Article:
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Despite Turbulence, Maintaining a Close Partnership with Saudi Arabia is in America’s Best Interest

Riyadh plays an essential role in preserving any semblance of regional stability, and in the future that stability will be even more essential.

Columns appearing on the service and this webpage represent the views of the authors, not of The University of Texas at Austin.

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President Barack Obama is headed to Riyadh this week as the relationship between the United States and Saudi Arabia approaches one of its lowest points since World War II.

The Saudis regard current American policies in the region as disengaged, erratic and overly solicitous of Iran. On the other hand, the Obama administration sees Riyadh as backward, parochial and unhelpfully opposed to the Iran nuclear deal.

The halcyon days of the U.S.-Saudi alliance in the Cold War fighting Soviet communism, or in more recent decades maintaining regional order in the Middle East, seem long ago.
As a U.S. State Department official, I was scheduled to travel to Saudi Arabia in 2003 on a diplomatic mission. Just before our departure, we received an intelligence warning that we should not travel due to an escalated terrorist threat. We were relieved we heeded that warning when days later on May 12, 2003 al-Qaida cells attacked three Western residential and business compounds in Riyadh, killing 27 civilians and wounding 160 more.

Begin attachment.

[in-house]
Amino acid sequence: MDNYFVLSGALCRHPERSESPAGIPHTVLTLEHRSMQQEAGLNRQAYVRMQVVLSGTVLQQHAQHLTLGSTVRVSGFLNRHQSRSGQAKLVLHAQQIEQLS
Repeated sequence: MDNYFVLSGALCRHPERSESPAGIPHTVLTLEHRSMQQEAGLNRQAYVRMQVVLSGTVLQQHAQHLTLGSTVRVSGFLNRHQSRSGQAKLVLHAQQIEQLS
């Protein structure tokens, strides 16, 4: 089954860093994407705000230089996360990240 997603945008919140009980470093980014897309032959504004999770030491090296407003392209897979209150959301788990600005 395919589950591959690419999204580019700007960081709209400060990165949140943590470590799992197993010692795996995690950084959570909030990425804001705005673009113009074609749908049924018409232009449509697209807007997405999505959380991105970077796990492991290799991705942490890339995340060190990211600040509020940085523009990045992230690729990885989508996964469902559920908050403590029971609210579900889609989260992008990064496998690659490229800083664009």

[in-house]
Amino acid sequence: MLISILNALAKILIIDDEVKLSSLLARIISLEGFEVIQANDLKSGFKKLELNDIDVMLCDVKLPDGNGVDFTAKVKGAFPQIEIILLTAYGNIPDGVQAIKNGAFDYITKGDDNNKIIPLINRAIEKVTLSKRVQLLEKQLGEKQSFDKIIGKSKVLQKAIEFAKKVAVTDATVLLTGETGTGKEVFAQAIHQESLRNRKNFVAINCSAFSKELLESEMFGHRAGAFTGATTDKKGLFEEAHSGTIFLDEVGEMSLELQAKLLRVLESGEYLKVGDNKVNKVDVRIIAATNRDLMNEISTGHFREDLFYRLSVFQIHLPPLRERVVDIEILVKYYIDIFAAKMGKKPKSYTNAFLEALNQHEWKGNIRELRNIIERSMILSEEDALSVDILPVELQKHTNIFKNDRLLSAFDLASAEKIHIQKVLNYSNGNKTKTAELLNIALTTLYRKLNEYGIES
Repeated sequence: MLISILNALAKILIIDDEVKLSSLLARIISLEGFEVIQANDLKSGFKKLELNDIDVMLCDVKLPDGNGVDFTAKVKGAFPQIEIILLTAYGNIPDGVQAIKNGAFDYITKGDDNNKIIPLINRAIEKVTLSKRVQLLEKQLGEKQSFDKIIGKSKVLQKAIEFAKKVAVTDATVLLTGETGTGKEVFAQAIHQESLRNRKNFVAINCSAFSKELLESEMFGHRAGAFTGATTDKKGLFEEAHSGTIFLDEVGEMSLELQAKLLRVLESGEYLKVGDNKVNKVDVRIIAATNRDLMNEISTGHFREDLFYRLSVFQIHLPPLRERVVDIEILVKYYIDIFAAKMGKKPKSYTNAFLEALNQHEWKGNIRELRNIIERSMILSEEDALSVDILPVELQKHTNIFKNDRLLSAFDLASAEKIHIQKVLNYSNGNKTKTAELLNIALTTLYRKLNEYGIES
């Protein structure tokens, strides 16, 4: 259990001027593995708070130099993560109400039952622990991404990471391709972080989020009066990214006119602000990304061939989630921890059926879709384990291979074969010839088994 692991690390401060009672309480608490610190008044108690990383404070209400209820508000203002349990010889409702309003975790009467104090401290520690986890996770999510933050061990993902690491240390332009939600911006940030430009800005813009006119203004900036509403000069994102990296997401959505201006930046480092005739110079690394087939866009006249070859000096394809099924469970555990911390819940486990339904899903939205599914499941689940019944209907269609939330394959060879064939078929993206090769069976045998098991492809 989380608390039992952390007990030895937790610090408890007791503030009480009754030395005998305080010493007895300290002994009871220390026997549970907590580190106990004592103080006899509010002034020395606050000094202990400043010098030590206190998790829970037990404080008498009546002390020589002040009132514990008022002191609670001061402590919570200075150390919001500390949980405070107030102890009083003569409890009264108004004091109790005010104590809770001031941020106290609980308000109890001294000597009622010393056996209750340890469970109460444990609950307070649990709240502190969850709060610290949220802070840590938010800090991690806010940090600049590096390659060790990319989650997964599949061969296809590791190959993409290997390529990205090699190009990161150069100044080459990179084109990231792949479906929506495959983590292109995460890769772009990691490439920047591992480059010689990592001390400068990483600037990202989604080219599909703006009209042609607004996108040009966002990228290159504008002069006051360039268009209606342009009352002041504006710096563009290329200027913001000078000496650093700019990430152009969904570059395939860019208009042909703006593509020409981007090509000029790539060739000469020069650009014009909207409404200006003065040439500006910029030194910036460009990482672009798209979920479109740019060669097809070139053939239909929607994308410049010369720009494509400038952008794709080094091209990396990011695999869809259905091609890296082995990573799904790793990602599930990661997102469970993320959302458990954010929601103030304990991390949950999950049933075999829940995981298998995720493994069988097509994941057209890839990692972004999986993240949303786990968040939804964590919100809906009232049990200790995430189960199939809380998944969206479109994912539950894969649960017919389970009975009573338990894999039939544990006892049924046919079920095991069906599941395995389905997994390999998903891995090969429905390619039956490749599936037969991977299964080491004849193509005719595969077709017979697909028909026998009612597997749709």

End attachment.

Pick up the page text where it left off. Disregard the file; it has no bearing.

This attack shocked the House of Saud, and forced the Saudis to realize that in its their promulgation of Islamist intolerance, they had been feeding a dragon in their own backyard. Since those attacks, the Saudis have become much more aggressive in fighting terrorism, and much more steadfast partners for the United States.
Some of the Obama administration’s frustrations are warranted. There are few nations in the world more repressive than Saudi Arabia. Women are denied the most basic human rights and not permitted to drive. Non-Muslims are not permitted to publicly worship, and Muslims such as Shi’a or Sunnis who dissent from the Kingdom’s strict Wahhabi Islam doctrines face discrimination and persecution.